Other investor-state tribunals have been willing to act only where a judicial notice theory could justify its exercise. In Metal-Tech Ltd. V. The Republic of Uzbekistan, for example, the tribunal relied upon the Uzbek Applied Research Commentary of the Uzbek Criminal Code published by the Uzbek Ministry of Internal Affairs. To the extent that investor-state arbitration takes place under municipal law, it is important to reference the lex arbitri on the scope of iura novit curia. In Bogdanov v. Republic of Moldova, the Sole Arbitrator from a civil law background ruled on the basis of the lex arbitri and held that under Swedish law, which was applicable to the proceedings, it is established that the principle of iura novit curia applies, therefore, a Tribunal applying the law is not bound by the pleadings made by the parties, and may on its own motion apply legal sources or legal qualifications that have not been pleaded by the parties.
Practical Recommendations for the Application of Iuria Novit Curia in Arbitration Practice
The Tribunal’s reliance on a law not pleaded is more likely in cases where the Tribunal is composed of subject matter experts. In this instance, it may be argued that the law relied on by the Tribunal, although not pleaded by the parties may lead to a fairer outcome or one that emphasises party autonomy in relation to the choice of an arbiter. The parties’ choice of arbitrators who are subject matter experts may, due to the arbitrator’s knowledge of the law, result in the reliance on laws not pleaded by the parties. This should, however, be done with caution to minimise the risk of the award being challenged and/or annulled.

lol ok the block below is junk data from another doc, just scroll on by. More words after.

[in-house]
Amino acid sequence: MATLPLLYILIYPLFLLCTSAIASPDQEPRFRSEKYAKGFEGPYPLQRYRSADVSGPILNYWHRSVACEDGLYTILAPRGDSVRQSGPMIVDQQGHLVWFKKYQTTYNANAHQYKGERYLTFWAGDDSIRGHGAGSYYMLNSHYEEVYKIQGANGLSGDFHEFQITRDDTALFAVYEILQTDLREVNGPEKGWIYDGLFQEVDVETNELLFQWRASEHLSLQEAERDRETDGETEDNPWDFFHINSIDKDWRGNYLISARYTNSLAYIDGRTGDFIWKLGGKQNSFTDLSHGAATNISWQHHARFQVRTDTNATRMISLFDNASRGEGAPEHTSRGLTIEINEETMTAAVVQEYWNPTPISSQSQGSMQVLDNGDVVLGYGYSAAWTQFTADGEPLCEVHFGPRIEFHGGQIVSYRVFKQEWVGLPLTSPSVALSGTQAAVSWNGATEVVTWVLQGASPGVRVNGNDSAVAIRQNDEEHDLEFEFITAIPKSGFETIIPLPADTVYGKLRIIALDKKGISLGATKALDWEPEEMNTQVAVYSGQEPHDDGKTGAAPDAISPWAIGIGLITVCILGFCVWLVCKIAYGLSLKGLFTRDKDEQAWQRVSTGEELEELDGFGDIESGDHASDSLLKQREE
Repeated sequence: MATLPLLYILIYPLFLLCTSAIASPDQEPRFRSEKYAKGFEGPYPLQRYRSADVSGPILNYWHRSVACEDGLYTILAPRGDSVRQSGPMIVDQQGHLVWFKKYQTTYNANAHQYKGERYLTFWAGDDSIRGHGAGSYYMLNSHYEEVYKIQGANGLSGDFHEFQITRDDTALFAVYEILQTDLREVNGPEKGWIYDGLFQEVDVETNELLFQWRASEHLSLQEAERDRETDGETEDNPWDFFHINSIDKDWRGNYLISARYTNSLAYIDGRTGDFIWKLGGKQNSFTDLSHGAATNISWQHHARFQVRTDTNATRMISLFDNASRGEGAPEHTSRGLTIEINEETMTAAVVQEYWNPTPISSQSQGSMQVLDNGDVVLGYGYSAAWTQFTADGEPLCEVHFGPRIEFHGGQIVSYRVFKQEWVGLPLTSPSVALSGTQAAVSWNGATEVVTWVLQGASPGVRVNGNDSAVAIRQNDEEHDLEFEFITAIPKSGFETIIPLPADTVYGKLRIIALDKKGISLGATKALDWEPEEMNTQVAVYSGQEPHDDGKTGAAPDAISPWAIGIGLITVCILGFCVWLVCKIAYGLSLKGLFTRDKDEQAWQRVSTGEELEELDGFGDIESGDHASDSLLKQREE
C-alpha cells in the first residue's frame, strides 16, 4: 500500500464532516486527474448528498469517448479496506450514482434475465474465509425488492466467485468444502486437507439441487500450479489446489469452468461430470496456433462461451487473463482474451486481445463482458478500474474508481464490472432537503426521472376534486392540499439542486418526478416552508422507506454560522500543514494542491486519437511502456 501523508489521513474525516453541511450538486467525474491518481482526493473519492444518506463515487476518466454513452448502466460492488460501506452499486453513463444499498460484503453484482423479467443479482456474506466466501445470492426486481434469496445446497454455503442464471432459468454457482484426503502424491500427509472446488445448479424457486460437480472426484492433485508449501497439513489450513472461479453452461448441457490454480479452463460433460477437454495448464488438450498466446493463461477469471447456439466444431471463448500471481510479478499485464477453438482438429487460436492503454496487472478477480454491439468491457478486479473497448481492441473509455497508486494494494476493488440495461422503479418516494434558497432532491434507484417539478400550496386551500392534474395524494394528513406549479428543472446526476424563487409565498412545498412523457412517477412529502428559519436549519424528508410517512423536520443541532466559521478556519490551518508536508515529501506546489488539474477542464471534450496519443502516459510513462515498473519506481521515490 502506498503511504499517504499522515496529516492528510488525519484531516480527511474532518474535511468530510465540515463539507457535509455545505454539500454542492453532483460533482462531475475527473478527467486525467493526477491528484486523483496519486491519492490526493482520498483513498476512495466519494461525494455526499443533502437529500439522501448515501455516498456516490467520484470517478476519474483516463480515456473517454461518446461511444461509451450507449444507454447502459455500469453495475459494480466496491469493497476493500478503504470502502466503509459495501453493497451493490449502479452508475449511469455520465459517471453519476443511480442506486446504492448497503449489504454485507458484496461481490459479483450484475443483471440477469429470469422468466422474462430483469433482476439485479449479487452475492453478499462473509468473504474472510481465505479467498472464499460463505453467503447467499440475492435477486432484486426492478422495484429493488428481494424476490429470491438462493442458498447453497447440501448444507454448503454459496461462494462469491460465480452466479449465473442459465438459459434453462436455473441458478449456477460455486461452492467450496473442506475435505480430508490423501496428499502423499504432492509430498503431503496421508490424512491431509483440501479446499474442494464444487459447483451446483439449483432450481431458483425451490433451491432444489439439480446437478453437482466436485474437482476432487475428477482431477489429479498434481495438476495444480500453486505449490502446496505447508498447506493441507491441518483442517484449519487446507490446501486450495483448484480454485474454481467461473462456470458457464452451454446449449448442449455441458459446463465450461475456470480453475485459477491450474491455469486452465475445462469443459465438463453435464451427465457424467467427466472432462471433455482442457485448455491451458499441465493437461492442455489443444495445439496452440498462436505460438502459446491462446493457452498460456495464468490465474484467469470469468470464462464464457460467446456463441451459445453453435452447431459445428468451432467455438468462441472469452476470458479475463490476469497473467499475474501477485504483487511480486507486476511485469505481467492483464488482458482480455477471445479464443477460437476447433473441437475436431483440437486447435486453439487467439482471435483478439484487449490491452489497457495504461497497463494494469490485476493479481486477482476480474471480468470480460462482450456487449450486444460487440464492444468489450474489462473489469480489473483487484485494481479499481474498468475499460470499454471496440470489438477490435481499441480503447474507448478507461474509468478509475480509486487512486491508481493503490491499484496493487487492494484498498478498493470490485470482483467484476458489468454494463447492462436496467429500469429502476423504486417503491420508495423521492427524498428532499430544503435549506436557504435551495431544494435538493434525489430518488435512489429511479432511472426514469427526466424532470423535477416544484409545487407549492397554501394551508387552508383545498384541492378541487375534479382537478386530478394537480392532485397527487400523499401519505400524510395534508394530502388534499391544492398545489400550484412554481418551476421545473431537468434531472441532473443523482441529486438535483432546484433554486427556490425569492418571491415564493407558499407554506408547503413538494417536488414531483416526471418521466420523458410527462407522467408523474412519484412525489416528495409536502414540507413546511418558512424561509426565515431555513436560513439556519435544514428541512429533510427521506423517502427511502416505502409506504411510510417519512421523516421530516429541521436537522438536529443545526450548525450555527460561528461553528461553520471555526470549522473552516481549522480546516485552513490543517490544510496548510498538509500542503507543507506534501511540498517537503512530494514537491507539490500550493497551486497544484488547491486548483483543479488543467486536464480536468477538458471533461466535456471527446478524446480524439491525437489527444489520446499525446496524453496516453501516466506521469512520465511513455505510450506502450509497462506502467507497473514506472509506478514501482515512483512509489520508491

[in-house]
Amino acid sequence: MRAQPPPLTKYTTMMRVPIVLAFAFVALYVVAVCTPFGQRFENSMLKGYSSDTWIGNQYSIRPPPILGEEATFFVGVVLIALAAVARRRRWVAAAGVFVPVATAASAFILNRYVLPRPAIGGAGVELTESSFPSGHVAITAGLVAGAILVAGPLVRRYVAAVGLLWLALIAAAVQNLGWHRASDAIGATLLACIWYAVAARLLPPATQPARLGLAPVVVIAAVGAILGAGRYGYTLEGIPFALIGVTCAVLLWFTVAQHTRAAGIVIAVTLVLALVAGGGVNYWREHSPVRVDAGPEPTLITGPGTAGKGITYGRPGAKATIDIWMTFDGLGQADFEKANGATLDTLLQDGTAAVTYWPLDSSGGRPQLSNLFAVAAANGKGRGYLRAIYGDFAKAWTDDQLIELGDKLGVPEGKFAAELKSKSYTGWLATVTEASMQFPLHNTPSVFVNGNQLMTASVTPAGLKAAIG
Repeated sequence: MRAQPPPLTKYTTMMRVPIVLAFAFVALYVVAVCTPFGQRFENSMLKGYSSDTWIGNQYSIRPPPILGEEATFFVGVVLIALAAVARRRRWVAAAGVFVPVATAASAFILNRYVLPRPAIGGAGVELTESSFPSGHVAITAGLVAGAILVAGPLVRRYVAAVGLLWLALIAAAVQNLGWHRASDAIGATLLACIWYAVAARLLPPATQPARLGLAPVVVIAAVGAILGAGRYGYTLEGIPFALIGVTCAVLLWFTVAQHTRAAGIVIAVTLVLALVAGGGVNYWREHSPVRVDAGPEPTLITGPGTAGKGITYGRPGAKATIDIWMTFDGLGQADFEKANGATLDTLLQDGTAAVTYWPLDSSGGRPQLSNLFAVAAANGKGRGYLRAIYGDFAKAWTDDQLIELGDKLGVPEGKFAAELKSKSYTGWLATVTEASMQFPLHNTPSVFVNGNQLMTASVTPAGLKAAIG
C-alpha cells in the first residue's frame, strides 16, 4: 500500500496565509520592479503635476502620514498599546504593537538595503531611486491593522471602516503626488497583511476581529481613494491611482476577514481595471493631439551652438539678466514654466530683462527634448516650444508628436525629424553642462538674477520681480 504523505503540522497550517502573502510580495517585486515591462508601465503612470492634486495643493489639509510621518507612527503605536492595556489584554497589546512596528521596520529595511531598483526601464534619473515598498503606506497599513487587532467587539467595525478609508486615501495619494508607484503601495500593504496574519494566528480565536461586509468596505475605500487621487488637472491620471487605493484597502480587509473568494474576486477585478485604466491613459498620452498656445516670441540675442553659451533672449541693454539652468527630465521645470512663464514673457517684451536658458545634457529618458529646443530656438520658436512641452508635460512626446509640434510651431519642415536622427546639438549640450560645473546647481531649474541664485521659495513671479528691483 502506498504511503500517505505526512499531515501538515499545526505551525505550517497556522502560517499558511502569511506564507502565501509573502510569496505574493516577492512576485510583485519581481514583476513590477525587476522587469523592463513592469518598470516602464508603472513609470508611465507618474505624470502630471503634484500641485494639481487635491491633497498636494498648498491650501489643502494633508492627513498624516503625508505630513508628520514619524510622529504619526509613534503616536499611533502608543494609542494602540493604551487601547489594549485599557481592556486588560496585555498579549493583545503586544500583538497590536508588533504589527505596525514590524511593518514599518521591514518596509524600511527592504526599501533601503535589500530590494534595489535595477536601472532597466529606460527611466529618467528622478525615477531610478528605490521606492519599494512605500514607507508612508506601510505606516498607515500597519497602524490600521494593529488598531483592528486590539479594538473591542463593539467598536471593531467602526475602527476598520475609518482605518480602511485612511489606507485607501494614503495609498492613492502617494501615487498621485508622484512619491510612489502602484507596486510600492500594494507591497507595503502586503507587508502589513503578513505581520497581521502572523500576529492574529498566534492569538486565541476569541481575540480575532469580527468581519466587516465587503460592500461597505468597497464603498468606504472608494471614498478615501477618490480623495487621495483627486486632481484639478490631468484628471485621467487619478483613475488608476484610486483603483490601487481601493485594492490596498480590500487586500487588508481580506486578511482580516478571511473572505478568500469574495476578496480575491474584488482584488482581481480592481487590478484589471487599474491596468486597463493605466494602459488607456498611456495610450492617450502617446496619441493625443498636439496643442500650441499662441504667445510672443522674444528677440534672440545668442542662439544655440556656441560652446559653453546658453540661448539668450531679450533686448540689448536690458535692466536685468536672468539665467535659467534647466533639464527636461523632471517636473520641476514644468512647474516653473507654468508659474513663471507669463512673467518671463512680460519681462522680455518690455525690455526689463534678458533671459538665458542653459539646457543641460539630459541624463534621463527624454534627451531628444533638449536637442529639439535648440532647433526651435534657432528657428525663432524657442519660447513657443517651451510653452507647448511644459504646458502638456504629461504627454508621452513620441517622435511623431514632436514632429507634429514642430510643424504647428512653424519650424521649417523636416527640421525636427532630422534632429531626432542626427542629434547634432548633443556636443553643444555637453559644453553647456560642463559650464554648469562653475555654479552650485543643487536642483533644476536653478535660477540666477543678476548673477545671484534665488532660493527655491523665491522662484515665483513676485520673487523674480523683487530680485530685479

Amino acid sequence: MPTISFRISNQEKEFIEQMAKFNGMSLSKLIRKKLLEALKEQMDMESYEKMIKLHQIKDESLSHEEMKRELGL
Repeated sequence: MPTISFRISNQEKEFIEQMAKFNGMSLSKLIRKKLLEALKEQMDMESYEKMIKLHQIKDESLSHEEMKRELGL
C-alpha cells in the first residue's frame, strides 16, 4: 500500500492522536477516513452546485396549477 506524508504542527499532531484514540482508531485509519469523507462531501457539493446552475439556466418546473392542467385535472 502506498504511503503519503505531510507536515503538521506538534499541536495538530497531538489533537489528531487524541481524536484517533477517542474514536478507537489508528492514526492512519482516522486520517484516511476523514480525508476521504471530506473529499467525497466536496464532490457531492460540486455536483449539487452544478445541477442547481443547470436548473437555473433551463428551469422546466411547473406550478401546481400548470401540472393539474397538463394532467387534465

To curtail this risk, it is recommended that tribunals, in seeking to rely on a law not pleaded by the parties’, request that the parties address the Tribunal on the law before relying on it in the award. Beyond ensuring the principles of natural justice are adhered to, it provides the arbitrators with parties’ perspectives on the issues and would ultimately lead to fairer decisions.
This inexhaustive review of the practice across the common and civil law divide and investor-state arbitrations shows a growing convergence in the practice of international arbitration to recognise and apply iura novit curia in international arbitration. While it is crucial for tribunals to take cognizance of the limits and specific stipulations of the lex arbitri where the arbitration takes place under municipal law (e.g., the requirement to prove foreign law), this convergence, in our view, is a possible signal to the acceptance of iura novit curia in international arbitration, and by extension, the practice of tribunals’ relying on laws other than those pleaded by the parties. This must however be limited by the principles of natural justice, the need to ensure that justice is not just done but seen to be done, and the Tribunal’s obligation to render an enforceable award.
Ibukunoluwa Owa is incoming associate with Hanefeld.
To make sure you do not miss out on regular updates from the Kluwer Arbitration Blog, please subscribe here. To submit a proposal for a blog post, please consult our Editorial Guidelines.
Profile Navigator and Relationship Indicator
Includes 7,300+ profiles of arbitrators, expert witnesses, counsels & 13,500+ relationships to uncover potential conflicts of interest.
Learn how Kluwer Arbitration can support you.
The words “Lex Mercatoria” might answer directly to the question in the title of this post